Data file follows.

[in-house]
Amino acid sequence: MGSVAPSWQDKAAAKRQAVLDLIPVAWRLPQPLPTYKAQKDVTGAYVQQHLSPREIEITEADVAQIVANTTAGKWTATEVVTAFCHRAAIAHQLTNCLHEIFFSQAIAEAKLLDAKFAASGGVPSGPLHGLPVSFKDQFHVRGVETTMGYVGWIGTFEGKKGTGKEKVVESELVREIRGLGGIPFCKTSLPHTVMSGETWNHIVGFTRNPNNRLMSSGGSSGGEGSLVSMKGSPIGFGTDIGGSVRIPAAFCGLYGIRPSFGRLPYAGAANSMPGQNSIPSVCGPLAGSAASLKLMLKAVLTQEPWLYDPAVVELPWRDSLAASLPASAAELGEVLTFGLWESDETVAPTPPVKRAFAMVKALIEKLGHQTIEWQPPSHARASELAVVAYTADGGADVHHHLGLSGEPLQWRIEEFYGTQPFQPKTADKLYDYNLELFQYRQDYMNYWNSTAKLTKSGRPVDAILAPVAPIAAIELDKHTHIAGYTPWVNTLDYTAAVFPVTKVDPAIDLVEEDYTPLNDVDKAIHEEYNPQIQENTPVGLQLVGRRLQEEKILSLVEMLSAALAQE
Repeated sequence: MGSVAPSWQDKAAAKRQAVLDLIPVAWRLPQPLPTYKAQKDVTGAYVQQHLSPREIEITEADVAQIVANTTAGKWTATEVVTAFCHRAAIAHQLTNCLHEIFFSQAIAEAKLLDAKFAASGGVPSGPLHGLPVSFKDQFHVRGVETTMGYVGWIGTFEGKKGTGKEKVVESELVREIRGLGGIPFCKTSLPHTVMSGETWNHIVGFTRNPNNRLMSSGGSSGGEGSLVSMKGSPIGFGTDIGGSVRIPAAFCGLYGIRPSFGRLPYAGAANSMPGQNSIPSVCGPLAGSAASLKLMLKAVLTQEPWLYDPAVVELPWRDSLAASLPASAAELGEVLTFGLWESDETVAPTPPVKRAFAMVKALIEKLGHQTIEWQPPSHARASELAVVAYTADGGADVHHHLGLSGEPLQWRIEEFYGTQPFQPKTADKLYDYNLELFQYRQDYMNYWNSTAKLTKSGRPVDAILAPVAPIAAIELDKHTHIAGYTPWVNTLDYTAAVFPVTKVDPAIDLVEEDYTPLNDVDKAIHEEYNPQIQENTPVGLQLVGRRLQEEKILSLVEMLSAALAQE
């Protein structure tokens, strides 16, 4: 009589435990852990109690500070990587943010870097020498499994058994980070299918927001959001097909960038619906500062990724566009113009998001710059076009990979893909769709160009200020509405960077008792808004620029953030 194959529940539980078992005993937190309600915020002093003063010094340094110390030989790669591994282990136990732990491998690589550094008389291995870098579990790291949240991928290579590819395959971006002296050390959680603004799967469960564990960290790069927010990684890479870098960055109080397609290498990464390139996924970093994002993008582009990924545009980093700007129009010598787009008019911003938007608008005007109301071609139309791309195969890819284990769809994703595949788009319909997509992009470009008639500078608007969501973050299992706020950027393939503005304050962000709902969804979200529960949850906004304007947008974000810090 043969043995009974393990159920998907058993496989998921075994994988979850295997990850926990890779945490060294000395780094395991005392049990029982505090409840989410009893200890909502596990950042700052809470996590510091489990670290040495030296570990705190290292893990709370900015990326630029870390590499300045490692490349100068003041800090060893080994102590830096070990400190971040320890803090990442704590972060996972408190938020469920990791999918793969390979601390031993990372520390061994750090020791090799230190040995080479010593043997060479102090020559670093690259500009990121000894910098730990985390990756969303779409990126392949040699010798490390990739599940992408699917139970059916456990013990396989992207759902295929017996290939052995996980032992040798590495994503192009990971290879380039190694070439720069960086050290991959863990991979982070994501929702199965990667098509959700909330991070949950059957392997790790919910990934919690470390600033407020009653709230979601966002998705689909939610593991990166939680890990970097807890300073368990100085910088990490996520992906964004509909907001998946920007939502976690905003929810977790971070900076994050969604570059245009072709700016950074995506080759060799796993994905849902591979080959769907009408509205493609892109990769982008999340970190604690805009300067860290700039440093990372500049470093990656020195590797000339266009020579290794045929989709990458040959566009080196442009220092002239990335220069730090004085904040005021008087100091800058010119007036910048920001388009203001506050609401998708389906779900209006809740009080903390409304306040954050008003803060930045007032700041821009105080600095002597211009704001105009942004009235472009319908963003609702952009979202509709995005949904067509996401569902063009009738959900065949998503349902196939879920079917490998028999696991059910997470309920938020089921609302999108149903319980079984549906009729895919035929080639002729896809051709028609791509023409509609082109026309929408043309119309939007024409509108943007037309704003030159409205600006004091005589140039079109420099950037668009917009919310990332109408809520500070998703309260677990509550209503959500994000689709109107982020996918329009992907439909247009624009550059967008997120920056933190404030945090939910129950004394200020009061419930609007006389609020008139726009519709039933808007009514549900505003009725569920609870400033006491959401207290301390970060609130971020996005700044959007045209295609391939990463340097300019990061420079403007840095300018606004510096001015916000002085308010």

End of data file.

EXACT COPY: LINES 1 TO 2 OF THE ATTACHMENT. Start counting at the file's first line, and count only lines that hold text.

[in-house]
Amino acid sequence: MGSVAPSWQDKAAAKRQAVLDLIPVAWRLPQPLPTYKAQKDVTGAYVQQHLSPREIEITEADVAQIVANTTAGKWTATEVVTAFCHRAAIAHQLTNCLHEIFFSQAIAEAKLLDAKFAASGGVPSGPLHGLPVSFKDQFHVRGVETTMGYVGWIGTFEGKKGTGKEKVVESELVREIRGLGGIPFCKTSLPHTVMSGETWNHIVGFTRNPNNRLMSSGGSSGGEGSLVSMKGSPIGFGTDIGGSVRIPAAFCGLYGIRPSFGRLPYAGAANSMPGQNSIPSVCGPLAGSAASLKLMLKAVLTQEPWLYDPAVVELPWRDSLAASLPASAAELGEVLTFGLWESDETVAPTPPVKRAFAMVKALIEKLGHQTIEWQPPSHARASELAVVAYTADGGADVHHHLGLSGEPLQWRIEEFYGTQPFQPKTADKLYDYNLELFQYRQDYMNYWNSTAKLTKSGRPVDAILAPVAPIAAIELDKHTHIAGYTPWVNTLDYTAAVFPVTKVDPAIDLVEEDYTPLNDVDKAIHEEYNPQIQENTPVGLQLVGRRLQEEKILSLVEMLSAALAQE